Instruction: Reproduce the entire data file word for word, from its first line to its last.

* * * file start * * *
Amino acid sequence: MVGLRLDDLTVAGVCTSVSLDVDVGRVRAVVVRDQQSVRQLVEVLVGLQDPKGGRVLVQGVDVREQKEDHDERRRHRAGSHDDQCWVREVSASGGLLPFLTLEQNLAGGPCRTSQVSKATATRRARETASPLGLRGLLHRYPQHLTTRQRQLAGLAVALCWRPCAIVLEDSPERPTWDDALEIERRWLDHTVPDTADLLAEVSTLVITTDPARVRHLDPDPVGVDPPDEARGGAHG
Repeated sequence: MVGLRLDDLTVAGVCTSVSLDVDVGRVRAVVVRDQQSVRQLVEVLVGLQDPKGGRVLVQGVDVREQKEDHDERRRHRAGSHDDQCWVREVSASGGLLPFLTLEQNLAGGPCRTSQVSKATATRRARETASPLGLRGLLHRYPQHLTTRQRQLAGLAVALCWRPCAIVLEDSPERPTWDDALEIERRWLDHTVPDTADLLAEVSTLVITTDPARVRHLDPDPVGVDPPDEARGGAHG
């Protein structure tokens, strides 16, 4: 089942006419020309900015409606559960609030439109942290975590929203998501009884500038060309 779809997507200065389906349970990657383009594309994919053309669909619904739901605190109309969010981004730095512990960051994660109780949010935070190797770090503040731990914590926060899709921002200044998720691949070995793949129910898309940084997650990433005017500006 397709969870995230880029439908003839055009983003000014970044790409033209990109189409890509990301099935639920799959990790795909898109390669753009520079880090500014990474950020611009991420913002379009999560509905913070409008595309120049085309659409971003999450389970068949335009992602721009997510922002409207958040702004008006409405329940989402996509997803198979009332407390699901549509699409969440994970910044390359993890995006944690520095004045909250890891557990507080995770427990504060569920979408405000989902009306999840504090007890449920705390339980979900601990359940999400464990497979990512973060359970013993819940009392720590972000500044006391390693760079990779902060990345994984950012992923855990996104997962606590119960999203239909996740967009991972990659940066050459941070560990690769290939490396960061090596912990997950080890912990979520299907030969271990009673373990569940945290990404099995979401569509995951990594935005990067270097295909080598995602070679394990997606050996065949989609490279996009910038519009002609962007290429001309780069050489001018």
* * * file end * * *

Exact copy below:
Amino acid sequence: MVGLRLDDLTVAGVCTSVSLDVDVGRVRAVVVRDQQSVRQLVEVLVGLQDPKGGRVLVQGVDVREQKEDHDERRRHRAGSHDDQCWVREVSASGGLLPFLTLEQNLAGGPCRTSQVSKATATRRARETASPLGLRGLLHRYPQHLTTRQRQLAGLAVALCWRPCAIVLEDSPERPTWDDALEIERRWLDHTVPDTADLLAEVSTLVITTDPARVRHLDPDPVGVDPPDEARGGAHG
Repeated sequence: MVGLRLDDLTVAGVCTSVSLDVDVGRVRAVVVRDQQSVRQLVEVLVGLQDPKGGRVLVQGVDVREQKEDHDERRRHRAGSHDDQCWVREVSASGGLLPFLTLEQNLAGGPCRTSQVSKATATRRARETASPLGLRGLLHRYPQHLTTRQRQLAGLAVALCWRPCAIVLEDSPERPTWDDALEIERRWLDHTVPDTADLLAEVSTLVITTDPARVRHLDPDPVGVDPPDEARGGAHG
């Protein structure tokens, strides 16, 4: 089942006419020309900015409606559960609030439109942290975590929203998501009884500038060309 779809997507200065389906349970990657383009594309994919053309669909619904739901605190109309969010981004730095512990960051994660109780949010935070190797770090503040731990914590926060899709921002200044998720691949070995793949129910898309940084997650990433005017500006 397709969870995230880029439908003839055009983003000014970044790409033209990109189409890509990301099935639920799959990790795909898109390669753009520079880090500014990474950020611009991420913002379009999560509905913070409008595309120049085309659409971003999450389970068949335009992602721009997510922002409207958040702004008006409405329940989402996509997803198979009332407390699901549509699409969440994970910044390359993890995006944690520095004045909250890891557990507080995770427990504060569920979408405000989902009306999840504090007890449920705390339980979900601990359940999400464990497979990512973060359970013993819940009392720590972000500044006391390693760079990779902060990345994984950012992923855990996104997962606590119960999203239909996740967009991972990659940066050459941070560990690769290939490396960061090596912990997950080890912990979520299907030969271990009673373990569940945290990404099995979401569509995951990594935005990067270097295909080598995602070679394990997606050996065949989609490279996009910038519009002609962007290429001309780069050489001018």